Rebranded as Google Fi, service will now work with most iPhone and Android devices

Prone to distraction and sudden abandonment of its dalliances into the telecom marketplace, Google is actually pushing more chips into its MVNO-based mobile service.

This week, it announced a new name for the erstwhile Project Fi, now calling it “Google Fi.” The service will now work with many more devices to, with most iPhones and Androids compatible with the service.

This is, of course, unwelcome news to the top three U.S. cable companies. Comcast and Charter Communications have, in partnership, launched mobile services that combine the strengths of their respective public WiFi networks with a mobile virtual network operator agreement with Verizon. (Such an MVNO deal allows the cable companies to lease access to Verizon’s wireless LTE network.)

Altice USA, meanwhile, will launch a mobile service next year based on an MVNO agreement with Sprint.

As for Google Fi, it launched three years ago, offering customers MVNO access to either T-Mobile or Sprint. It later added regional wireless network operator U.S. Cellular to the choices.

The multiple options have been a selling point, with the undisclosed number of Google Fi customers able to choose the network that works best for them, depending on where they were located at any given time.

Users, however, were limited in terms of phone choices, with only models like the Pixel 3, the Moto G6 and the LG V35 including the chips needed to toggle between the multiple LTE networks.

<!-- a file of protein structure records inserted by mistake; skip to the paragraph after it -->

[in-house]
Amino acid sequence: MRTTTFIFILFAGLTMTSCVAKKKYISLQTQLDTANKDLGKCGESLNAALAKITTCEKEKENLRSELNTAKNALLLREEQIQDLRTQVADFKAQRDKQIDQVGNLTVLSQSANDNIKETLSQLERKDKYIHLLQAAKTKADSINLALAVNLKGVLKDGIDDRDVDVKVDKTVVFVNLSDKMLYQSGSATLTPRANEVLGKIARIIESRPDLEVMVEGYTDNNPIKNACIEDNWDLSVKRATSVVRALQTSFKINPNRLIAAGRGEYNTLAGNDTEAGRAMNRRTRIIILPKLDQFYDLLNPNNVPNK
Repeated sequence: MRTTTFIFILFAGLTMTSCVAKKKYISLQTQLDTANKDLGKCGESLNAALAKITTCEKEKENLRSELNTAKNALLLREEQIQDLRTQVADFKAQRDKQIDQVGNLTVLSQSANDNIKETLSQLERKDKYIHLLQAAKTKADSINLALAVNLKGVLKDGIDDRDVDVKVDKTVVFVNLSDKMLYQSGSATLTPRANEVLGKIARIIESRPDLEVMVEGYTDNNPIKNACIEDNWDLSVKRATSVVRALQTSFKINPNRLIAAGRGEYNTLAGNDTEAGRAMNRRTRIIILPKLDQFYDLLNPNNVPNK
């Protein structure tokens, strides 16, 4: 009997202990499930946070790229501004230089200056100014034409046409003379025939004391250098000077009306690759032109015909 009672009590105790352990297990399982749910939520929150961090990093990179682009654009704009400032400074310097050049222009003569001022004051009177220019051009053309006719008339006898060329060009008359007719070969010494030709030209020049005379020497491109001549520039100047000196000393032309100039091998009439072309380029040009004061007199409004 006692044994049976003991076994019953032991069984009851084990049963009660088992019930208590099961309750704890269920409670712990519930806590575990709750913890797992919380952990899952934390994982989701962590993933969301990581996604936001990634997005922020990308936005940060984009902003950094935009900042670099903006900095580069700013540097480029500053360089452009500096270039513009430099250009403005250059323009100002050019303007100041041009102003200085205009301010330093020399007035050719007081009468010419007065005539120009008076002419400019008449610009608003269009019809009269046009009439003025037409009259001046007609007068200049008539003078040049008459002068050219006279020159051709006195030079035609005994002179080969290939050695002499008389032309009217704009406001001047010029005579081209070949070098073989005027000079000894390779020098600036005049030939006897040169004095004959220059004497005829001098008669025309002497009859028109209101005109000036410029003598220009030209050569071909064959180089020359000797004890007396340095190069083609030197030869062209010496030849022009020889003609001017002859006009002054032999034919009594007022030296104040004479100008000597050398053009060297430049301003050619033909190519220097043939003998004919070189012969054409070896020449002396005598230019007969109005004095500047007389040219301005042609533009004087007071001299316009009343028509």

With the new BYOD expansion, iPhone and Android-equipped Google Fi users will largely be confined to T-Mobile’s network, given their phones inability to toggle between MVNO providers.

Google’s sudden doubling down on its MVNO service somewhat surprised the tech press, which has seen the Silicon Valley giant in recent years abandon such telecom-centric efforts as wireline broadband play Google Fiber.

However, there are still plenty of reasons why Google Fi competes well with Xfinity Mobile and Spectrum Mobile.

Start with price. Users can pay $20 a month for one line that includes unlimited talk and text, and $10 a month for every 1 GB of data use, up to a maximum of $60 a month. For those who can confine their data use to WiFi, that’s a $30 a month wireless plan. And $80 a month will provide unlimited talk, text and data usage.

And there are other perks. For example, users who have a secondary device like a tablet can enable data usage for that device, with no extra line charge, simply by adding a SIM card. 

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